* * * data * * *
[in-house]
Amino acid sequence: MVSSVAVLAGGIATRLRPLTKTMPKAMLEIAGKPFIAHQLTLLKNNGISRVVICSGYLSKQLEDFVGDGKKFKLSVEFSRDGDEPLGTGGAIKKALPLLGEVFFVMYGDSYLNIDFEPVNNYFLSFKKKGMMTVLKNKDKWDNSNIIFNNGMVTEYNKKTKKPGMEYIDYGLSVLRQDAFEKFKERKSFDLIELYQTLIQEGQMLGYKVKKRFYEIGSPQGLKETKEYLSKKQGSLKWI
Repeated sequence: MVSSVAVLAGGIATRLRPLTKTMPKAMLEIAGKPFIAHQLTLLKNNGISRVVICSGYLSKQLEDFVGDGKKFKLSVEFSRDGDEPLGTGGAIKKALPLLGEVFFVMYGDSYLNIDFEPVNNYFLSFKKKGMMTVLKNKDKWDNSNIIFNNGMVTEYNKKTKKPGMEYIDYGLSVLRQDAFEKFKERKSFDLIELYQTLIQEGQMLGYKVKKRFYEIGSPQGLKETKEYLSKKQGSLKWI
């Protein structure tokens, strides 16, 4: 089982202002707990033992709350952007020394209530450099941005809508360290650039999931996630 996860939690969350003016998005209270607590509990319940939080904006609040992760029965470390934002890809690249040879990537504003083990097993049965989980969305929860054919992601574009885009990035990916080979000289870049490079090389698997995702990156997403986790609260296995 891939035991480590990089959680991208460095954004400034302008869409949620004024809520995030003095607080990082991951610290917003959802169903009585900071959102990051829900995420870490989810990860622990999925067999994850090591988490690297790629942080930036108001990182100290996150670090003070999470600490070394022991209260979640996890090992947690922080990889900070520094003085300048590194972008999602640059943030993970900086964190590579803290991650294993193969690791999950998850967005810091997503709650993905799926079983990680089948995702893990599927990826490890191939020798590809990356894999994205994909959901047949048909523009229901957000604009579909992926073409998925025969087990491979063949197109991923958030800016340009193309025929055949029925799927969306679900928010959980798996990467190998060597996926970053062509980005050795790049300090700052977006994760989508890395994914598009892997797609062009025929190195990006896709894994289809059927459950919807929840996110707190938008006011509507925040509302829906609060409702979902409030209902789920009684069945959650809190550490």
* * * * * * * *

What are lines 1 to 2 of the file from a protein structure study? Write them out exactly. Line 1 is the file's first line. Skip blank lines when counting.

[in-house]
Amino acid sequence: MVSSVAVLAGGIATRLRPLTKTMPKAMLEIAGKPFIAHQLTLLKNNGISRVVICSGYLSKQLEDFVGDGKKFKLSVEFSRDGDEPLGTGGAIKKALPLLGEVFFVMYGDSYLNIDFEPVNNYFLSFKKKGMMTVLKNKDKWDNSNIIFNNGMVTEYNKKTKKPGMEYIDYGLSVLRQDAFEKFKERKSFDLIELYQTLIQEGQMLGYKVKKRFYEIGSPQGLKETKEYLSKKQGSLKWI